This past June, I had the opportunity to attend the Institute of Genealogy and Historical Research held at Samford University in Birmingham, Alabama. As the recipient of the Jean Thomason scholarship, I was provided funds to cover the cost of tuition to take a course at the Institute. To build on my knowledge of African American collections, I chose the Researching African American Genealogy: Black Roots in Unique Collections course. The class explores a wide range of topics including Manifests of Slave Shipments, The United Mine Workers Journal, Antebellum Plantation Records, and Apprenticeship Bond and Labor Contracts. Led by a group of distinguished scholars in the field, Tim Pinnick, Frazine Taylor, Ari Wilkins, Shamele Jordan, Larry Spruill, Emma Davis Hamilton, Deborah Abbott, and Sharon Batiste Gillins, each day consisted of provocative lectures, case studies, and discussion. Additionally, we had the opportunity to venture outside of the classroom. We visited the Alabama Power Company in downtown Birmingham. We were given special access to their collections and treated to a “behind the scenes tour” of the Company’s archives that document Alabama Power’s 100 year history. We also visited the Birmingham Public Library to consult their local history resources and in the evenings, made use of Samford’s Special Collections. One morning was spent at the University’s computer lab where we each created a family map showing homeowners, churches, schools, and landmarks.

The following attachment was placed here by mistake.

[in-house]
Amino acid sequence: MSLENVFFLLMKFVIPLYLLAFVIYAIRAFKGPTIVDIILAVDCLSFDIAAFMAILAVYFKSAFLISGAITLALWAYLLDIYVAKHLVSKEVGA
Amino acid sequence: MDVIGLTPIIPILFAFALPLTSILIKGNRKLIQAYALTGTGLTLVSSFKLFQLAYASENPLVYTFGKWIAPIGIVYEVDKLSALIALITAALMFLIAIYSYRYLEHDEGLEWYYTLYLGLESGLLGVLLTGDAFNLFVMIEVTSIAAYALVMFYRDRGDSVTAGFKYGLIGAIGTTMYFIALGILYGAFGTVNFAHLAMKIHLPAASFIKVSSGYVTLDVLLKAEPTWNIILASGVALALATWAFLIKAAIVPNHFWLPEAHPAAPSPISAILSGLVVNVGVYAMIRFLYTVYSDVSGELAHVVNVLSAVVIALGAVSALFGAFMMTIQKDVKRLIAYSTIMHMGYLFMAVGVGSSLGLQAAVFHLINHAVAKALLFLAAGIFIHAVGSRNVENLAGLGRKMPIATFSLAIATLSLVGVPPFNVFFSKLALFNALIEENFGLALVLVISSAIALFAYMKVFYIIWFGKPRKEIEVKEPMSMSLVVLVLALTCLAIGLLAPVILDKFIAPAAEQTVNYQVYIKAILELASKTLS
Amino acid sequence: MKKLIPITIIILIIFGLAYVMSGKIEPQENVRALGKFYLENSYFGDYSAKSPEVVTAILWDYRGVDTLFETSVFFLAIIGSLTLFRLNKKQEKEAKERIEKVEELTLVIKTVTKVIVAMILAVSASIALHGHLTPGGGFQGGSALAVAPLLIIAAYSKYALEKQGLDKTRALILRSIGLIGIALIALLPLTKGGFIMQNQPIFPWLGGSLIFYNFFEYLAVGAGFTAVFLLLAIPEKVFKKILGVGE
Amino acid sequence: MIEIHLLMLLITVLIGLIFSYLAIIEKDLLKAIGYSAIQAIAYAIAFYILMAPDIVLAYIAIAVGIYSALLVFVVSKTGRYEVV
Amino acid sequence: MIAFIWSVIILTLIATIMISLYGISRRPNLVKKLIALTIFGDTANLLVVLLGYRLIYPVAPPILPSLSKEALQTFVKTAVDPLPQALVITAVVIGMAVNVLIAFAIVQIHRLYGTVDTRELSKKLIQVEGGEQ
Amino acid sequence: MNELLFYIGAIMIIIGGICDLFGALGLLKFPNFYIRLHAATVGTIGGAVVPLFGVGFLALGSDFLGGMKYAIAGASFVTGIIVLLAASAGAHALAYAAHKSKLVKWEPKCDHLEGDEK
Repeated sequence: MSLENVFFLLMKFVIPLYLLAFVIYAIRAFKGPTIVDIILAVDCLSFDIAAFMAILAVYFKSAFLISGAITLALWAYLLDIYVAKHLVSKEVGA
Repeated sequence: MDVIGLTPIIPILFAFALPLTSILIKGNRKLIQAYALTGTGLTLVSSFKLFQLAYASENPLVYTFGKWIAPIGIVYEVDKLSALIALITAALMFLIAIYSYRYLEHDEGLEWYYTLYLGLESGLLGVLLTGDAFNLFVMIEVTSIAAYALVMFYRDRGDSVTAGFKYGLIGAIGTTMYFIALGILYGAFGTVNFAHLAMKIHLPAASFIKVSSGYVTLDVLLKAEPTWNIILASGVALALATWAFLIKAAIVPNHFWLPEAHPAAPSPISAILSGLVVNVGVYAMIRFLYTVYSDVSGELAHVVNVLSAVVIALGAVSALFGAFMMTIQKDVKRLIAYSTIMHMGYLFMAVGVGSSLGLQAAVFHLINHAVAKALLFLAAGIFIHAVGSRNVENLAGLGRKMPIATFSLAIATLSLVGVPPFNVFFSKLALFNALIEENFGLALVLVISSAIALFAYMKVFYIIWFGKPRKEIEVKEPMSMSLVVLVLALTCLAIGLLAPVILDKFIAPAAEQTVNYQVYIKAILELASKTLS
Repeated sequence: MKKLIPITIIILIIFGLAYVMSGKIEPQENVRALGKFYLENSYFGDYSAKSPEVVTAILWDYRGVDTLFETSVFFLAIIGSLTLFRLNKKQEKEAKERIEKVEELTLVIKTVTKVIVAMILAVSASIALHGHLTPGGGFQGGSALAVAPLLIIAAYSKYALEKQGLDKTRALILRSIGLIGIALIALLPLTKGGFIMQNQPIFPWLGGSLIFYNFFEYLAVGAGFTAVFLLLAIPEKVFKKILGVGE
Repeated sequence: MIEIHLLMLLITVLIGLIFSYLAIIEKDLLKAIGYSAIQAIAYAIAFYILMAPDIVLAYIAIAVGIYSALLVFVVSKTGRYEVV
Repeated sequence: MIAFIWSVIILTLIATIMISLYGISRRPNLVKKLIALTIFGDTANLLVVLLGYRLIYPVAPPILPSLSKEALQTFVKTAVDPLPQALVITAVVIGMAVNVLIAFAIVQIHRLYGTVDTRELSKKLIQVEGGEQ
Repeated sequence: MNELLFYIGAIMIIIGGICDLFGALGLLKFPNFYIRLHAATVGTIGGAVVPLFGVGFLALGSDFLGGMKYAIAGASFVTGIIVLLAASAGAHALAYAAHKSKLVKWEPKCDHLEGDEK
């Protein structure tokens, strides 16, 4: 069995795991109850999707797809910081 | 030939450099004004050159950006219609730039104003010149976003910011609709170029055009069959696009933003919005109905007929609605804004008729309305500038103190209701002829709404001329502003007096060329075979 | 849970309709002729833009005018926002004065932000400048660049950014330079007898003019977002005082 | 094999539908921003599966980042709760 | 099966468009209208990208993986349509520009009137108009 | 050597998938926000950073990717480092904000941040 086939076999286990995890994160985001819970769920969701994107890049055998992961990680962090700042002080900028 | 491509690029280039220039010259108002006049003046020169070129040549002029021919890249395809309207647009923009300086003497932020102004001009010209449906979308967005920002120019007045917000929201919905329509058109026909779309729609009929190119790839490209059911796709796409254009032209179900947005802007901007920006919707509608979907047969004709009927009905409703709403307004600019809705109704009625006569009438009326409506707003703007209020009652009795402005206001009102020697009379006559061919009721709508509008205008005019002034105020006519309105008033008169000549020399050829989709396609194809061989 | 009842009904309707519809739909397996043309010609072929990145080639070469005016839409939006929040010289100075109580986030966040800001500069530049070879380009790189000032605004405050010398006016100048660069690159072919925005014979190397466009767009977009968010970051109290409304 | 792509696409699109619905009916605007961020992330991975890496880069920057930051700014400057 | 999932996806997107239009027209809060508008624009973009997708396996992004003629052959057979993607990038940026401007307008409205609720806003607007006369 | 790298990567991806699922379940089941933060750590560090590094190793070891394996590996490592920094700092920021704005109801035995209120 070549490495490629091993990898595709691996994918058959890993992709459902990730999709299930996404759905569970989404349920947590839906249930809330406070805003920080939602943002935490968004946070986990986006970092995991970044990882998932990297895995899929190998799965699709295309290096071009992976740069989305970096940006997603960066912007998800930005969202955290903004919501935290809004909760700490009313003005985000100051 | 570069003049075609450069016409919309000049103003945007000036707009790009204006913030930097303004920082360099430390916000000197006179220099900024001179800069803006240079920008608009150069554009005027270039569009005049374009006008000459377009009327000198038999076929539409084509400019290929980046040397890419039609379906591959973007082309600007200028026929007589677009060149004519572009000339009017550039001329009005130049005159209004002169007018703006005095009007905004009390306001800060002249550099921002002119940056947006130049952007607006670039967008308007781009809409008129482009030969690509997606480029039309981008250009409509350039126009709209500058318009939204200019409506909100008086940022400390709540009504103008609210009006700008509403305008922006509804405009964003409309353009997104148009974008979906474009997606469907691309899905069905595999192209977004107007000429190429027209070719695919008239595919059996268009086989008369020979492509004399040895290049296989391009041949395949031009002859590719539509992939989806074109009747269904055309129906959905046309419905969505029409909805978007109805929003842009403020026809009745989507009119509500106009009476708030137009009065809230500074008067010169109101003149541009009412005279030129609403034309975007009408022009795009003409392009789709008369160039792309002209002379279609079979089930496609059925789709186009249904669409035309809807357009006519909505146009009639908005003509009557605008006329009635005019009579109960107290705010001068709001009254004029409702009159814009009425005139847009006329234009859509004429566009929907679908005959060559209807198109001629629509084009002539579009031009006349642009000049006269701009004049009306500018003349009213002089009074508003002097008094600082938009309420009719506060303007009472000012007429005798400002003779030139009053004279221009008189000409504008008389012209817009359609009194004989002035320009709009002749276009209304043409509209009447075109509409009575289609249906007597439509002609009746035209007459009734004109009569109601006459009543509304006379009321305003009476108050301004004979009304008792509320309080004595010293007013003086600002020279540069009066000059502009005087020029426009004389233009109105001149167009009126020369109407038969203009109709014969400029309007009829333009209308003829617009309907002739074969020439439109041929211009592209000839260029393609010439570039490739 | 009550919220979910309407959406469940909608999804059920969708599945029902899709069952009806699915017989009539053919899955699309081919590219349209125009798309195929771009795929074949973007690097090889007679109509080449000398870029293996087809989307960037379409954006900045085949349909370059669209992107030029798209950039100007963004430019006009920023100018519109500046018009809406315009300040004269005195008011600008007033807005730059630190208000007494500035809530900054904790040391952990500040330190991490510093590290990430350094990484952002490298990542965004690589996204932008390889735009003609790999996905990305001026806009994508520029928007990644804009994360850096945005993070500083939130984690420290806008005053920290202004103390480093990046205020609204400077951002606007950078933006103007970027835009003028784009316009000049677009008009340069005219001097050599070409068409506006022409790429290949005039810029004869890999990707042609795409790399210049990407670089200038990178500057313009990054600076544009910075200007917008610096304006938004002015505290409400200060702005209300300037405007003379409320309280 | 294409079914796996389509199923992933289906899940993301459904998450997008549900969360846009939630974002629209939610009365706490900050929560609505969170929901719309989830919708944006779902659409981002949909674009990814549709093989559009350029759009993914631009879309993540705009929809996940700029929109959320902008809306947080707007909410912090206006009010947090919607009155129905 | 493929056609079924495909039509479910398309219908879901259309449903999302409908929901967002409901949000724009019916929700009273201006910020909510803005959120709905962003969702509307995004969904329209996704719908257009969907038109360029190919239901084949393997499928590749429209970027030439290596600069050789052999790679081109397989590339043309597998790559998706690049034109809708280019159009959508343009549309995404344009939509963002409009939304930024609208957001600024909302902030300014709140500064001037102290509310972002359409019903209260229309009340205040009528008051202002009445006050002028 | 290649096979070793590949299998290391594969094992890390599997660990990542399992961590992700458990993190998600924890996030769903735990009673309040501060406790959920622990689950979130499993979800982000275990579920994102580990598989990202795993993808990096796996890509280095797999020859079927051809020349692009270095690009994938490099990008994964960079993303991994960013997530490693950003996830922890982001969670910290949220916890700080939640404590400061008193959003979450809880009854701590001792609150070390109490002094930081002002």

At the beginning of the week, we split into small groups and were given a research project that was based on our visit to the Power archives. One group was given a 1939 photo of African American street railway workmen and asked to provide biographical information on each individual. My group was asked to identify individuals that were listed on a survey map of cemetery relocations. At the end of the week, we presented our findings to the class and our projects were given to the Power Archives to assist them with information on former African American Power Company employees and individuals that lived on Alabama Power properties.
The week at IGHR was intense, exhaustive, and powerful. I learned so much from both the instructors and my fellow students. Furthermore, the instructors sit in on the class the entire week and actively participate in class discussions…it was also great to be able to pick their brains during breaks! I look forward to sharing with genealogists and staff the knowledge and resources gained through my week at the Institute. I can frequently be found at the 2nd floor genealogy desk, so feel free to stop by and I’d be happy to assist you!